The global financial crisis of late 2007 and beyond is arguably the most severe financial crisis since the Great Depression. A number of the world's leading financial institutions have either gone bust or been bailed out by government, global capital markets remain in a climate of unease and limited confidence, and governments around the world had to return to Keynesian pump-priming fiscal policies to stimulate domestic economies into action and salvage the financial sector. The scope and scale of this crisis has encouraged academics to reflect on what went wrong. While it is popular for journalists to lay blame on the generic figure of the City Banker, this view does not given sufficient credit to the fact that the world's largest asset owners themselves have suffered deep blows from this crisis. Indeed, the shortcomings of financial markets appear to be more complex than the big bonuses of bankers alone. In order to delve beneath the surface, this chapter therefore examines the investment processes around the world's largest asset owners: pension funds. Given their long-term time horizons and their exposure to multiple geographies and sectors, pension funds have been described as "universal owners."1 With command of US$ 28.2 trillion of the US$ 74.3 trillion global fund management industry, pension funds have a vested self-interest in the stability of global financial markets.2 In the context of a global financial crisis, universal ownership should, in principle, make pension fund managers conscientious participants in systemic reforms to the economy. Yet it is questionable whether most pension funds are actually capable of effectively employing their strength as universal owners. In order to examine this we adopt an economic geography approach to examine the relationships between actors and institutions engaged in the investment process of pension fund money. We extend on the literature on pension fund governance by specifically examining the role of investment consultants.3 Investment consultants act as intermediaries between pension funds and asset managers. As such, their relational geography in the investment process gives them a conflicted role: they are "thought leaders" driving innovation in investment management practices while also being contractually committed to the demands of their client. We use the emerging concept of environmental, social, and governance (ESG) considerations as a lens through which to examine the relational geography of investment consultants. ESG considerations are a valuable analytical tool in the context of the financial crisis, as we argue that the failure to incorporate ESG considerations into investment analysis is a contributing factor to the current crisis facing financial markets. We develop our arguments from a series of six case studies collected from questionnaires sent to leading global investment consultants with the assistance of the Asset Management Working Group of the United Nations Environment Programme Finance Initiative. The six investment consultants relied upon are headquartered in the U.K., the U.S., and Japan. However, their operations are spread across other markets (e.g., Canada and the Netherlands) with large funded occupational pensions.4 This chapter proceeds in the following manner. The second section sets out what we perceive to be the geographical conundrum at the heart of the global financial crisis. The subsequent section then examines the emergence of ESG integration as an effort to bring investors closer to the local conditions facing their investments. We note that this chapter does not assert the merits of ESG as an investment tool but rather is interested in its penetration and uptake within the pension fund investment process. The fourth section locates investment consultants within the relational geography of pension fund investment management. The fifth section discusses the data used in the chapter to examine these issues and the sixth presents the results of consultants' views on ESG integration techniques and principles in detail. The final section discusses the implications of these results in terms of the difficulty of driving new alternative methods of investment analysis.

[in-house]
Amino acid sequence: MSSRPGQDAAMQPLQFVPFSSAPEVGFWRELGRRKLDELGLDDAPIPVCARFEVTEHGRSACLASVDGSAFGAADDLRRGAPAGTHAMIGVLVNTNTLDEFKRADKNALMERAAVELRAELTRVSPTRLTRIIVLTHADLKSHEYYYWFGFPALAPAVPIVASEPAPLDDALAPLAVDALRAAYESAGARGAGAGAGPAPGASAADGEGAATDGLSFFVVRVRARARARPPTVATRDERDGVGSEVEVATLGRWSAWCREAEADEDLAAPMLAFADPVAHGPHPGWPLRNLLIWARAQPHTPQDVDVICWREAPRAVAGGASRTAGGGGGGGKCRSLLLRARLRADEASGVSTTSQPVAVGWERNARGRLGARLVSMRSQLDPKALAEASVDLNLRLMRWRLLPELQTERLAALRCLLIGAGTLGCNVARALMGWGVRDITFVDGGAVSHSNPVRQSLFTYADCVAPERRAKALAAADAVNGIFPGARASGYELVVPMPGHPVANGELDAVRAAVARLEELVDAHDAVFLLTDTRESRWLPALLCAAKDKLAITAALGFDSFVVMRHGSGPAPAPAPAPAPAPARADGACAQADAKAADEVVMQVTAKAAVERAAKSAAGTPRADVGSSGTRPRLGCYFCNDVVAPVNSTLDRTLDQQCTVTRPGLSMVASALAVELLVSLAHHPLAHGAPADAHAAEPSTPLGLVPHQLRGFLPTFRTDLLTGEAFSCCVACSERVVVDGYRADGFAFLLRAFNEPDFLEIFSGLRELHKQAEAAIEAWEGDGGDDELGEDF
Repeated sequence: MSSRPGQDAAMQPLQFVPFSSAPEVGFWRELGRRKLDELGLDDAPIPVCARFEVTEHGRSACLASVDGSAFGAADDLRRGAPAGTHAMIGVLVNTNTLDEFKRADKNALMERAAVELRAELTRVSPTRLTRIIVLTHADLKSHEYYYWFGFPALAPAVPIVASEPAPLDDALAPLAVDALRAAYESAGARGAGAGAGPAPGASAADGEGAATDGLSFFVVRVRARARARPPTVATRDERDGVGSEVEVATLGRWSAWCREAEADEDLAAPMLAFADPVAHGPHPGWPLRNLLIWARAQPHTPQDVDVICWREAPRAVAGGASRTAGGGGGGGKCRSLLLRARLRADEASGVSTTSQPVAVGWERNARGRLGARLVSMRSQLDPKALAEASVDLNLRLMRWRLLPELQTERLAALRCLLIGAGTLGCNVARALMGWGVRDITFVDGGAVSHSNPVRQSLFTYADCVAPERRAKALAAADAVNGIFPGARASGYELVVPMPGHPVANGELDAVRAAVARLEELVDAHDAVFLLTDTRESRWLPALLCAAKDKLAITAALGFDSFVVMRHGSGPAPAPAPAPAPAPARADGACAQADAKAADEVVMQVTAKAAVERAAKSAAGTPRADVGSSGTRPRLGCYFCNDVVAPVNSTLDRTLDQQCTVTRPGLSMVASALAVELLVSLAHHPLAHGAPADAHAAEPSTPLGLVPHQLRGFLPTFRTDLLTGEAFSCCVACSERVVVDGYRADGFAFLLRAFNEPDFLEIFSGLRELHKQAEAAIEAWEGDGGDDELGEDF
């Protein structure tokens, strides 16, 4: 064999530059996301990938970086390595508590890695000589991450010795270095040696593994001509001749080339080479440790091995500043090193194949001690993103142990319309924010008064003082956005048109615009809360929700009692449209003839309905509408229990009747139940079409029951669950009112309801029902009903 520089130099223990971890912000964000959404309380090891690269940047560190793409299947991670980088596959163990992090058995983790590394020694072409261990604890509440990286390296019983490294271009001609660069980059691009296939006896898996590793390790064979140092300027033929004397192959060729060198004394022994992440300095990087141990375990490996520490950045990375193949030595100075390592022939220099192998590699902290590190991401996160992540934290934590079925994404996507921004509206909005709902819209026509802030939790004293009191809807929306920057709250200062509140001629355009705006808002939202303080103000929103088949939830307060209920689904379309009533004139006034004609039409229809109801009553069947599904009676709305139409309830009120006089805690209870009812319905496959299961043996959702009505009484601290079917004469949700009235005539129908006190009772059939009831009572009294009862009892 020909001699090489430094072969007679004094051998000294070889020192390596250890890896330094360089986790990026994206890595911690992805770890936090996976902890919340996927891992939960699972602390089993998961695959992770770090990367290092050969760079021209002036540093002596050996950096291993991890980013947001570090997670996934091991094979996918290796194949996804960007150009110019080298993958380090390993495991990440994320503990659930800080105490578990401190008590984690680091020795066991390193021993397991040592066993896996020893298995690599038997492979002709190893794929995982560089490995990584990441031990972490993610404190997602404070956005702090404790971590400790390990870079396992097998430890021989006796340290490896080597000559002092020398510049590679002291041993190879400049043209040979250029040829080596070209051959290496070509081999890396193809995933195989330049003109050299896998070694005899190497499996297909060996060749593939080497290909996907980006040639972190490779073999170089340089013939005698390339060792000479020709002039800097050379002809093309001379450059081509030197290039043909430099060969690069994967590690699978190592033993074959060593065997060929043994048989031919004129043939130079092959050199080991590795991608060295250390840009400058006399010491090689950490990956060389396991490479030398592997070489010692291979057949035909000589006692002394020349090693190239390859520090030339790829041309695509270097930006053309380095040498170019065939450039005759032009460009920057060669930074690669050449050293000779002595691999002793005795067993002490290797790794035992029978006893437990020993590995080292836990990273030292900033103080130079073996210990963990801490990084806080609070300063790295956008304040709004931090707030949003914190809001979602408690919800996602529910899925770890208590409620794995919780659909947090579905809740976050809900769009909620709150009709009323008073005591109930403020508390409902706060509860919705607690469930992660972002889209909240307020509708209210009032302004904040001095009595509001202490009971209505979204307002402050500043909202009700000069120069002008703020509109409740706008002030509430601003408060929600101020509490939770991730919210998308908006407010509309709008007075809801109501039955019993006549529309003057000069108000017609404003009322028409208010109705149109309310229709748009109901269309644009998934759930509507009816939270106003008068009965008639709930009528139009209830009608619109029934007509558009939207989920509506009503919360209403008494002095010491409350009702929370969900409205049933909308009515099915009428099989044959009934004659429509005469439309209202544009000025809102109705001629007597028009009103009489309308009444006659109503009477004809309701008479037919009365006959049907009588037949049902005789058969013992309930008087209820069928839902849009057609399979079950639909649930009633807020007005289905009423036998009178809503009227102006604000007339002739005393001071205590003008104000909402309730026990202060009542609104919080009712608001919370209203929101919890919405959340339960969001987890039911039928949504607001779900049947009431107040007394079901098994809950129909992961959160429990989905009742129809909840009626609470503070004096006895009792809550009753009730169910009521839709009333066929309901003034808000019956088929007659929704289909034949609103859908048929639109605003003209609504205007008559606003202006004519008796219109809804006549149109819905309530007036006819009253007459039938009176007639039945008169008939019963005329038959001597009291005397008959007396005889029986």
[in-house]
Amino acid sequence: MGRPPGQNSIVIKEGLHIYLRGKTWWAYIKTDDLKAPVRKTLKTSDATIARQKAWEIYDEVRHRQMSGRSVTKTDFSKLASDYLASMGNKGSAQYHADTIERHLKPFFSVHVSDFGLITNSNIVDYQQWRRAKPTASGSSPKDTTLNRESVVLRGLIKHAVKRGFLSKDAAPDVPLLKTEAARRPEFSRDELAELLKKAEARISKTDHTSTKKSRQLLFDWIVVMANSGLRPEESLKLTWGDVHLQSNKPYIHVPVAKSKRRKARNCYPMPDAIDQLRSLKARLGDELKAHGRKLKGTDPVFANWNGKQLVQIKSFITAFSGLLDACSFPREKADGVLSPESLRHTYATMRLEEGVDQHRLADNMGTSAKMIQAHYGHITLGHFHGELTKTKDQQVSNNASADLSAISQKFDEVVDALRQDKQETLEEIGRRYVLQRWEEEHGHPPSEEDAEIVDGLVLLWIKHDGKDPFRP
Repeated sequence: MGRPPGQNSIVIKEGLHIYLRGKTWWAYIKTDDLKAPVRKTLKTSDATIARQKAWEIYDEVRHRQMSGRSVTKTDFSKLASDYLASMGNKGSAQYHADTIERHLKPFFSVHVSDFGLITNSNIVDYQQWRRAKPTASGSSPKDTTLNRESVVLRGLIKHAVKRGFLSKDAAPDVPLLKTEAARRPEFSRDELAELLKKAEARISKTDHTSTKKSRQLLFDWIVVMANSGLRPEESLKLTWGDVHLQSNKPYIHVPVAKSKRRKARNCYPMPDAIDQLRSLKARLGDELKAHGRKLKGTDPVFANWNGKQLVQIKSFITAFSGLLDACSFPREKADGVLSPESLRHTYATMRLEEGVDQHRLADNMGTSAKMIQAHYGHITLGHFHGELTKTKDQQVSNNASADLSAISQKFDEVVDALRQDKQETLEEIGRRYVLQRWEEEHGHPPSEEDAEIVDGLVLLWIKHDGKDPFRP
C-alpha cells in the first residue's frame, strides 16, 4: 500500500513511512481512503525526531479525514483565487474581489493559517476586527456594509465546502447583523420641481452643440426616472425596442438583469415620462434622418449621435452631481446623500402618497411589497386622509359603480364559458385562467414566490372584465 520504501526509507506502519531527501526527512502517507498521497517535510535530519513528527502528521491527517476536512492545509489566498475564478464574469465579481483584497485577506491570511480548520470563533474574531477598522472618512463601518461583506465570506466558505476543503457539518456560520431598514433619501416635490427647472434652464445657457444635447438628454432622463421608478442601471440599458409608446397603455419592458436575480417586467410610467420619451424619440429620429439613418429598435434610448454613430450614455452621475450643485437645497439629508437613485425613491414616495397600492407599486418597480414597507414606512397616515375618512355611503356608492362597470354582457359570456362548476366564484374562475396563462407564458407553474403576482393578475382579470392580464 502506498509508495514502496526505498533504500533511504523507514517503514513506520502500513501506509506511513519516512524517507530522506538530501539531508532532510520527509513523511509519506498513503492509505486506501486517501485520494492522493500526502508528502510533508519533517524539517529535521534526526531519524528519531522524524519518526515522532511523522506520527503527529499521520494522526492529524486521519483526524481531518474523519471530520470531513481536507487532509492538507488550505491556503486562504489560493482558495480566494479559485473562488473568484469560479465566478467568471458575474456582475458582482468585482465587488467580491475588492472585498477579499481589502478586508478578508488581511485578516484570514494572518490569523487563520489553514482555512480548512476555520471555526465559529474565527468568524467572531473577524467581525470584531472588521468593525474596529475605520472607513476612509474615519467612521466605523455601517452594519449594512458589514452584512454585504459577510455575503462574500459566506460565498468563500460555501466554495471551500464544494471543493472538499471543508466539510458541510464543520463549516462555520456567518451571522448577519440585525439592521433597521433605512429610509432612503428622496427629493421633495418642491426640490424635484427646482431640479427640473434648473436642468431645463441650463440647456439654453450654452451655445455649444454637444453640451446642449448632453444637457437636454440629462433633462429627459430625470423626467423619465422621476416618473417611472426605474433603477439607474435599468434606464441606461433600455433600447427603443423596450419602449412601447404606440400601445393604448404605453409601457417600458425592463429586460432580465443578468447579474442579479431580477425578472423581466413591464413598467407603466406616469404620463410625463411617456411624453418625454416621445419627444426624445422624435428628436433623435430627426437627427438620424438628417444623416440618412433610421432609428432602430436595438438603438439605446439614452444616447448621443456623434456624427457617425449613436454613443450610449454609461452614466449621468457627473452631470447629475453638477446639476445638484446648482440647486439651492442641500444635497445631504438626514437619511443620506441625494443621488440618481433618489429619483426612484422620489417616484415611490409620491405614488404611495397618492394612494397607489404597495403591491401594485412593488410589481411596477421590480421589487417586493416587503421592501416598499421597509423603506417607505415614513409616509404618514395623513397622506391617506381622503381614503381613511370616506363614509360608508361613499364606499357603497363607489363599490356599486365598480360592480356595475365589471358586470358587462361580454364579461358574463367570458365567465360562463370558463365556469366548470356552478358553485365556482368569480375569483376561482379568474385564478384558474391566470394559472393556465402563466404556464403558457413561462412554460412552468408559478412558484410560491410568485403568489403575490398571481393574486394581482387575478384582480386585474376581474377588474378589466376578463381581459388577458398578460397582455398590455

|Title of host publication||Corporate governance failures|
|Subtitle of host publication||the role of institutional investors in the global financial crisis|
|Editors||James P. Hawley, Shyam J. Kamath, Andrew T. Williams|
|Place of Publication||Philadelphia|
|Publisher||University of Pennsylvania Press|
|Number of pages||25|
|Publication status||Published - 1 Dec 2011|